Skip to content
professional man and woman business meeting

Why You Shouldn’t Exceed Your Scope of Work — A Guide for Real Estate Professionals

When you’re running your own real estate business, you provide great customer service as part of your business-building strategy. But doing so makes it easy for “scope creep” to occur. Naturally, when clients ask for advice, you’ll want to give them all the help they need and more. However, it’s crucial to keep any advice and information you give well within the scope of your expertise. Otherwise, you could find yourself facing a lawsuit and liabilities which could affect your real estate business in the future.

What Exceeding Your Scope of Work Can Look Like

There are many ways real estate professionals can inadvertently find themselves exceeding the scope of their responsibilities as an agent:

Providing Recommendations about Trades or Services

One of the common pitfalls is when agents provide recommendations to clients about other trades or services.  Your client may need a contractor, handyman, carpet cleaner, attorney, cleaner or even an insurance provider or an accountant. You deal with these people every day, so what’s the harm in suggesting someone you know? Well, unfortunately, there’s potential for this to go wrong very rapidly.

What happens if the carpet cleaner you recommended accidentally ruins the client’s premium carpets?  What do you think will happen to your reputation and business if an attorney you recommended defrauds the client?

Your expertise is in real estate, so ensure any advice or information that you provide to the client pertains to just that. Staying within your scope of work can help you reduce your risks and liabilities.  And it greatly reduces the chance of you facing your client in court about a recommendation which has gone terribly wrong.

If you find yourself in a situation where your client asks you for a recommendation for another service provider, the best idea is to just not do it. However, if you must, ensure you provide multiple options.  Make it very clear in writing that it’s the responsibility of the client to select the option which best suits their individual circumstances.

Providing Commentary on the Neighborhood

Another way in which real estate professionals can exceed their scope of work is through providing seemingly innocent commentary about the neighborhood. Comments might include things like:

  • “There’s a low crime rate here, you’ll be very safe.”
  • “There are no major developments planned for this neighborhood, so it will be very quiet”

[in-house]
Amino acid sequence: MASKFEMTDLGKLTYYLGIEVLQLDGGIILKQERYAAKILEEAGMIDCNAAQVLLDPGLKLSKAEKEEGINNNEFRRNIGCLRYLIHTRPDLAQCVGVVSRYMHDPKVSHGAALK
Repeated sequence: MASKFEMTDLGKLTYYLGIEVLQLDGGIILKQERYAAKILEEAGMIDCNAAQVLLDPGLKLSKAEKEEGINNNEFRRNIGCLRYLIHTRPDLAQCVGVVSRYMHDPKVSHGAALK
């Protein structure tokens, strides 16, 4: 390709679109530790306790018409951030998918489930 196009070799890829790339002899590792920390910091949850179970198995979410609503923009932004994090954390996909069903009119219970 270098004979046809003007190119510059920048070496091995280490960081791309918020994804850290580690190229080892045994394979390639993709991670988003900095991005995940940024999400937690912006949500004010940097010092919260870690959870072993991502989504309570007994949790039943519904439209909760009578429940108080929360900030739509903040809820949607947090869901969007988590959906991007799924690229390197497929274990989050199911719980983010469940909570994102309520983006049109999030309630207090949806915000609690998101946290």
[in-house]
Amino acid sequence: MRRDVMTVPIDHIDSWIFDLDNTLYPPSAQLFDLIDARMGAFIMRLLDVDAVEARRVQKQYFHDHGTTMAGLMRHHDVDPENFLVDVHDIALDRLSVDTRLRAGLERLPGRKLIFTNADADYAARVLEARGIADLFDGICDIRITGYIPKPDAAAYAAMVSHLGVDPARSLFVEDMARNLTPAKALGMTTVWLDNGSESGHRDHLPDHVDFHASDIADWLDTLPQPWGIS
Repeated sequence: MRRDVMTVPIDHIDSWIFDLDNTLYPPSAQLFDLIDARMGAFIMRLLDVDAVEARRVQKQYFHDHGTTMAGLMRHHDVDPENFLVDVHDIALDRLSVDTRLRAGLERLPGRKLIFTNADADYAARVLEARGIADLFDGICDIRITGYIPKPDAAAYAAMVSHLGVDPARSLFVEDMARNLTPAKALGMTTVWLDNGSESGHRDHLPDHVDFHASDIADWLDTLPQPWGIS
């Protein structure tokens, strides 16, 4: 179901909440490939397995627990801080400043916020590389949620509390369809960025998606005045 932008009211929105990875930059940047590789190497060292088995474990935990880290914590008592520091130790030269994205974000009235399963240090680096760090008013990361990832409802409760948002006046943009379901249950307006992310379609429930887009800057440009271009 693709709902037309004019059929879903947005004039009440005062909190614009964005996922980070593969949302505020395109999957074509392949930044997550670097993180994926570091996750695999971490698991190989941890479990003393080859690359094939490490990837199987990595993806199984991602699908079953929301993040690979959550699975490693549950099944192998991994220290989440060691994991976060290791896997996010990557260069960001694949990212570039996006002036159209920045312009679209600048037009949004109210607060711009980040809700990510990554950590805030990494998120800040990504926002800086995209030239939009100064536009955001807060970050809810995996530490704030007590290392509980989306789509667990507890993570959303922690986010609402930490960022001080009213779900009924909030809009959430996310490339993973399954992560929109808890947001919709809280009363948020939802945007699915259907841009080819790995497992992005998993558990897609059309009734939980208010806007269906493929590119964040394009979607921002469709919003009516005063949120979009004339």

• “I recommend xyz school down the street”

No doubt the buyer will have questions about the neighborhood — the services available, shopping centers, parks, schools, maybe even crime rates, proximity to industrial areas and/or the impact of busy, main roads nearby.

When responding to your client’s questions, ensure you stick to the facts. It’s fine to say there’s a park close by, or a main road a mile away.  Ensure your comments are factual, not opinion-based, so your client can’t in any way interpret your response to be a recommendation or instruction to do something.

In the case of questions around crime rates and developments, provide your client with links to primary sources of information. For example, crime rate statistics will likely be available from the police.  Information about major developments will be available at the local county office or council. Don’t summarize the information yourself verbally or in your marketing information.  Simply send your clients to the source to obtain the information themselves, so they can make an informed and independent decision.

Taking On Responsibilities That Are Outside Your Expertise

A time-poor seller may ask you to arrange for property repairs, cleaning of the home, or even to maintain the garden. These duties are outside of your area of expertise and responsibilities as their real estate agent.

What would happen if the builder you engaged to do work at the home accidentally damaged the property? Or what if the cleaner ends up stealing the client’s valuables during a clean? What if the gardener didn’t show up, causing the established garden to wither and die due to lack of watering.

Potential risks and liabilities need to be considered in every action you undertake in your real estate role. If you do decide to assist your client with something outside the scope of your real estate responsibilities, speak to your attorney and your insurance provider first. They may recommend you obtain a waiver, or establish a formal contract or agreement which provides you with indemnity should something go wrong.

How to Protect Yourself and Your Business

The best protective measure for your business is to not step outside the scope of your expertise. However, the nature of the real estate industry means you could get involved in scope creep inadvertently. This is where insurance can protect you — for those unplanned situations you cannot foresee. Check your current insurance policy to see what’s covered if an incident around scope of work occurs. CRES Real Estate E&O + ClaimPrevent®, is fully customizable, so you can ensure you’re covered for all relevant risks relating to your real estate business. It also comes with free access to Legal Services 7 days a week, so you can prevent claims before they become major issues. To find out more about CRES Real Estate Insurance options, contact us at 800.880.2747.

Back To Top